PPB Advisory’s lengthy association with the troubled Neolido Holdings ended yesterday and so complete was the severance that the top tier firm was denied even its preferred choice of replacement liquidators.
As SiN reported in Collateral Damage: Sparks To Resign From Neolido PPBA partner Grant Sparks applied last week to resign as liquidator of Neolido Holdings in the wake of the misappropriation allegations levelled at his former PPBA stablemate and ex-joint liquidator of Neolido, David Leigh.
The application to resign was accepted by the court yesterday but the replacements who had provided PPBA with consents to act in place of Sparks were not.
Instead, BDO’s Helen Newman and Andrew Fielding got the gig after secured creditor Neovest proposed them in preference to PPBA’s preferred appointees, Damien Lau and Tracy Knight of Bentleys.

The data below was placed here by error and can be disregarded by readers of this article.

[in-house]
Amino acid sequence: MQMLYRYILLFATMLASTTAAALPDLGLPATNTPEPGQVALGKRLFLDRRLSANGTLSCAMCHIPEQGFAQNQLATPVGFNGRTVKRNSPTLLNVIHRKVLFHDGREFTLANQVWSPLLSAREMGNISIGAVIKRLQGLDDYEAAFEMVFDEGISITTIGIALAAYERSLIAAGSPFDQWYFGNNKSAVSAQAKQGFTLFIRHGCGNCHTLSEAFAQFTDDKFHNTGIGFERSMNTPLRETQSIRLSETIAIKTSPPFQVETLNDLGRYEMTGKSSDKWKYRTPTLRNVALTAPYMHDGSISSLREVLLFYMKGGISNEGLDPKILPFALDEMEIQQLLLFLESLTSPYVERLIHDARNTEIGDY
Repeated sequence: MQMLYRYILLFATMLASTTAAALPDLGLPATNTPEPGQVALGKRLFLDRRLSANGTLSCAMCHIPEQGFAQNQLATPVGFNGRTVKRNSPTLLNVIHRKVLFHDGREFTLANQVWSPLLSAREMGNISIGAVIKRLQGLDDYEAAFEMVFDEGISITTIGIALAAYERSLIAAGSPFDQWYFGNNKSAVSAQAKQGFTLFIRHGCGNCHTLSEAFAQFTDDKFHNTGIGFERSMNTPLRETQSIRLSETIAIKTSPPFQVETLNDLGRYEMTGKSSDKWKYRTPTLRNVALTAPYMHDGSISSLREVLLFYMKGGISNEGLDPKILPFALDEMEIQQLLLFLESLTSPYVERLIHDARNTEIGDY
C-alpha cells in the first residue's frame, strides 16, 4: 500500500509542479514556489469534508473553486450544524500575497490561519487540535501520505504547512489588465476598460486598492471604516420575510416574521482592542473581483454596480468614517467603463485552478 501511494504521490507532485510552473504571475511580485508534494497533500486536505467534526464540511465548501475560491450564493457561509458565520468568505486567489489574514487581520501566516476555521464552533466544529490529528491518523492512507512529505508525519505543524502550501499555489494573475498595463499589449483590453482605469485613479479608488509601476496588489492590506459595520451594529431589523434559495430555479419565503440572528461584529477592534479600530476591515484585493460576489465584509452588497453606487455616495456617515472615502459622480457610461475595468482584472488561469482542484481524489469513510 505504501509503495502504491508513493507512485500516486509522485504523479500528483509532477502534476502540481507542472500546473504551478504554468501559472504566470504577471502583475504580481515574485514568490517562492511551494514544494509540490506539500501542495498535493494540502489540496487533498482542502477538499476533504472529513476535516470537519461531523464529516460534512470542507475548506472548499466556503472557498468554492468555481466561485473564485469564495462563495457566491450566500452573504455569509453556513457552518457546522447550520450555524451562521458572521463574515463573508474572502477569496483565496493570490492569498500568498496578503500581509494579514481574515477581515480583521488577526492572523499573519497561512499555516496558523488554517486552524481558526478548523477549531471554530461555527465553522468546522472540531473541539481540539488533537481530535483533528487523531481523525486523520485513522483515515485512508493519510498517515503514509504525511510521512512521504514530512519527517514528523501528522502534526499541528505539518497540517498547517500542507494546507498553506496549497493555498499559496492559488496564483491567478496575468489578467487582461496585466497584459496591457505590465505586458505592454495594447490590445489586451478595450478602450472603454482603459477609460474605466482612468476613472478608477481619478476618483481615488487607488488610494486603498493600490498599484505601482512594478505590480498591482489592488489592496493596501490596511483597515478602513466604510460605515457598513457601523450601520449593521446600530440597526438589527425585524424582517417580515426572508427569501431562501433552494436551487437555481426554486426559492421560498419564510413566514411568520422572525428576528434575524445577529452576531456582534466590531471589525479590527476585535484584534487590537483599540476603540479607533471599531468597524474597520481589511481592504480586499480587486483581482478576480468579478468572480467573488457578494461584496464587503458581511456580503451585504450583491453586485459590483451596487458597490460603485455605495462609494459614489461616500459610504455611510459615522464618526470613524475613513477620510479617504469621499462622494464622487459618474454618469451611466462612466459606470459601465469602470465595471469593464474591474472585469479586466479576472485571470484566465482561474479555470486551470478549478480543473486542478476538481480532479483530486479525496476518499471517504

SiN understands neither PPBA or Neolido’s other secured creditor, Capital Access Australia (CCA) opposed Neovest’s alternates.
Neovest, which raised $17 million from unsophisticated investors to be then utilised for the construction of the Mango Hill property development, is in the hands of liquidators Jonathan McLeod and Bill Karageozis from McLeod Partners.
The Neovest monies went to Neolido Holdings and McLeod and Karageozis have been frustrated that while Neovest’s security is valid, it is not enforceable.
That has allowed Neolido’s other secured creditor, CAA, to enjoy millions of dollars in dividends flowing to it by virtue of Neolido’s default on $400,000 it borrowed from CAA more than a decade ago. CAA’s default rate of interest payable is 5.5 per cent per month.
The money has been flowing to Neolido Holdings since 2015 via a Development Facilitation Fee (DFF) of 2.5 per cent that Neolido earn on the sale of every lot in the Mango Hill development.